But wait!

There is an easy fix to the CBC cryptocurrency that makes it seem like a much better idea. Instead of using it for sales and distribution, simply use CBC to track subscriptions (and possibly payment). Now the first issue is no longer a problem, since distribution of the comic books can be handled in any traditional way (web download, postal mail, etc). Payments could be handled with BTC or other coin, but maybe CBC could be used as well. But the real win is to handle and track subscriptions using the blockchain. Now publishers can easily create a list of accounts that have paid for the current issue. Advertisers have a verifiable way to determine the popularity of each comic book. Customers can discover other books read by people who subscribe to the comics they already like. Understanding the nature of subscriptions to comic books does make sense as a public record of transactions, and it might be a worthwhile investment. (If someone does this, don’t forget to cut me in).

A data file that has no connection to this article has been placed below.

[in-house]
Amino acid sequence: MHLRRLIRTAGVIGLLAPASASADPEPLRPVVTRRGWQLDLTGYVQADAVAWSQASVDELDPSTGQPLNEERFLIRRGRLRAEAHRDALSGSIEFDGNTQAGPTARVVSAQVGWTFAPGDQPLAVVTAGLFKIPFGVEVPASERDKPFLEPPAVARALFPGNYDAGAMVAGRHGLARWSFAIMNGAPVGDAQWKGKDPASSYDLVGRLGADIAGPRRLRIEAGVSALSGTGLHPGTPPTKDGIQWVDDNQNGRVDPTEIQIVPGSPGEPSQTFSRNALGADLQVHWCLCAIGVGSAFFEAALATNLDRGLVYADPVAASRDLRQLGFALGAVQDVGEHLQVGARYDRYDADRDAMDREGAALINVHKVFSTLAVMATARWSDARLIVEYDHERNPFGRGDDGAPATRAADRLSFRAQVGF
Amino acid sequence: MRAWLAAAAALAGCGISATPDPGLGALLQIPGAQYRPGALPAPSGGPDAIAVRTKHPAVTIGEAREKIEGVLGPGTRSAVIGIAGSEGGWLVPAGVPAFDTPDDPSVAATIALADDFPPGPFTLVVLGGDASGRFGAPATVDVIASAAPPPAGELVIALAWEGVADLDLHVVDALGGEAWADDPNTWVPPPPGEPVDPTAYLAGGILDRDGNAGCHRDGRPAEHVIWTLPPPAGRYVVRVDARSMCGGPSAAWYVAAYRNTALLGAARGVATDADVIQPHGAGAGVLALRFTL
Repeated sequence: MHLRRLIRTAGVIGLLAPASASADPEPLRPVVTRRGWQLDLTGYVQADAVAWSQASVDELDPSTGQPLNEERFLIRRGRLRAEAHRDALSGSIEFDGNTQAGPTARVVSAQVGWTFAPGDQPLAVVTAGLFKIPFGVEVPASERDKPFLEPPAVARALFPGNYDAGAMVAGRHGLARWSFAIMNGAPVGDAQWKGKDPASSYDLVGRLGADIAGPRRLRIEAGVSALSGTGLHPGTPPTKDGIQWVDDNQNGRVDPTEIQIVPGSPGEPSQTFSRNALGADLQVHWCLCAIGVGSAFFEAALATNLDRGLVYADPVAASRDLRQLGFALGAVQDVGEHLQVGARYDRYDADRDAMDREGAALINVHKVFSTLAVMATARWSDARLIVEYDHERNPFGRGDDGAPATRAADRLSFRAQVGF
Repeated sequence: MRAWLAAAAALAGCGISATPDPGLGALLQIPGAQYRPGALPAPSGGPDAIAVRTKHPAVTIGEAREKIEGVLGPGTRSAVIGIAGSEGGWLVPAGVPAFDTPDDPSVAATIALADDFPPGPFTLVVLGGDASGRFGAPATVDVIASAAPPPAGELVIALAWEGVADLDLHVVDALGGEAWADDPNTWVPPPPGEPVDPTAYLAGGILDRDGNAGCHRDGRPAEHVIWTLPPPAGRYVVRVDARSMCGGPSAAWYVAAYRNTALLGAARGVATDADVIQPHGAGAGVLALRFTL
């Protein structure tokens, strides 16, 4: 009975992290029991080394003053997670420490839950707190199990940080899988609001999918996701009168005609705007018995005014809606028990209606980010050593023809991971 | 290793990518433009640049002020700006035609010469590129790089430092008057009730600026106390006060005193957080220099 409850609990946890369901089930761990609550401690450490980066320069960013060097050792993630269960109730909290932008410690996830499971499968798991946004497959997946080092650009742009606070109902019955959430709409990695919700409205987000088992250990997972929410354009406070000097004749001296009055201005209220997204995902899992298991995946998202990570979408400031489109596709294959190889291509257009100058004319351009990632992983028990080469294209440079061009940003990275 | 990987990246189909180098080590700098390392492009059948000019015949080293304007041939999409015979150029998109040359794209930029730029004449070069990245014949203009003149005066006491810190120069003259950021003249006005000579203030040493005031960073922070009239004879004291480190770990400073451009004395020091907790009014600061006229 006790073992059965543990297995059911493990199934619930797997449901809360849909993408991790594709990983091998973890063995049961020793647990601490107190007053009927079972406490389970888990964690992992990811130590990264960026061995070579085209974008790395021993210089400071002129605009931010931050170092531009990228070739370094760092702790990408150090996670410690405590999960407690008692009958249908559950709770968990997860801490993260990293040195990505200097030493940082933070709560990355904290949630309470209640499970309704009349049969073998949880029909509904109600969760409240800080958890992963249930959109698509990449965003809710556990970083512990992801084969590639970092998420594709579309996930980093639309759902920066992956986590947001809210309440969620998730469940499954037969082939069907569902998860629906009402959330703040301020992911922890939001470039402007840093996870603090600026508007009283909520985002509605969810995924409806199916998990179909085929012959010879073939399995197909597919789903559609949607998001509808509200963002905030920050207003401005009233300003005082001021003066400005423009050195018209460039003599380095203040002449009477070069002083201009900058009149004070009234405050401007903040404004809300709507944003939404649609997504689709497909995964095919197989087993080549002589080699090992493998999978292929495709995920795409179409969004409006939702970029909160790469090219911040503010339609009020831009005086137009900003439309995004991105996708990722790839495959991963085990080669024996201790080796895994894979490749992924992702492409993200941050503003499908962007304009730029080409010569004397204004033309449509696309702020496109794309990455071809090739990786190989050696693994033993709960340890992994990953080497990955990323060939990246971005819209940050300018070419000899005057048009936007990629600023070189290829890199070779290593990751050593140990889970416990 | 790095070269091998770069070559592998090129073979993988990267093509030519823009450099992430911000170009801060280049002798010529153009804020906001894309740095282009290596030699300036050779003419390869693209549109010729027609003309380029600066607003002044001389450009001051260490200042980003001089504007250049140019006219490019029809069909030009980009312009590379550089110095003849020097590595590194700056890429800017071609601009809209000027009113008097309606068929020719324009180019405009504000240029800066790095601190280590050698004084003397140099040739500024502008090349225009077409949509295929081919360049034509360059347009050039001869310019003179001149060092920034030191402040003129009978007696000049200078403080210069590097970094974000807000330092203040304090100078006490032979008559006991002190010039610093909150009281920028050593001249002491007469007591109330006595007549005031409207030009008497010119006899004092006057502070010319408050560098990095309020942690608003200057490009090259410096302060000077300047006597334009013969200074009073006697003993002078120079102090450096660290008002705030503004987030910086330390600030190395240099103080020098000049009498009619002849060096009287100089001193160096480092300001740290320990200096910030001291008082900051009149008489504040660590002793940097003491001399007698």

So before you put your hard-earned cash behind the latest ICO fad, remember to ask yourself: does this idea really need a Blockchain solution?

What is OmiseGo and why is it up 2,570%?

What is OmiseGo?

OmiseGo (symbol: OMG) is a new cryptocurrency designed to help lower the cost of currency and asset exchange. The OmiseGo token sold out its $25 million initial token offering during the pre-sale period from June 7–23, 2017. The result was over 140 million OMG tokens with an estimated market capitalization of $35.6 million USD ( or $0.254 per token). With the current price hovering around $6.79, OMG has seen a meteoric rise of 2570% in under 2 months — 142% just this week.

Omise Corp

The brainchild of the Omise Corporation of Southeast Asia, OmiseGo is their attempt to use the blockchain to address the need for an inexpensive and accessible payment system for the large number of people in the region who do not have credit or debit cards. According to their white paper the eventual OmiseGo blockchain will allow people to conduct financial transactions between many different fiat and cryptocurrencies, including BTC, ETH, and others. But that software is not complete yet. Omise plans on having initial pieces available in Q4 2017, but the completion date is unknown.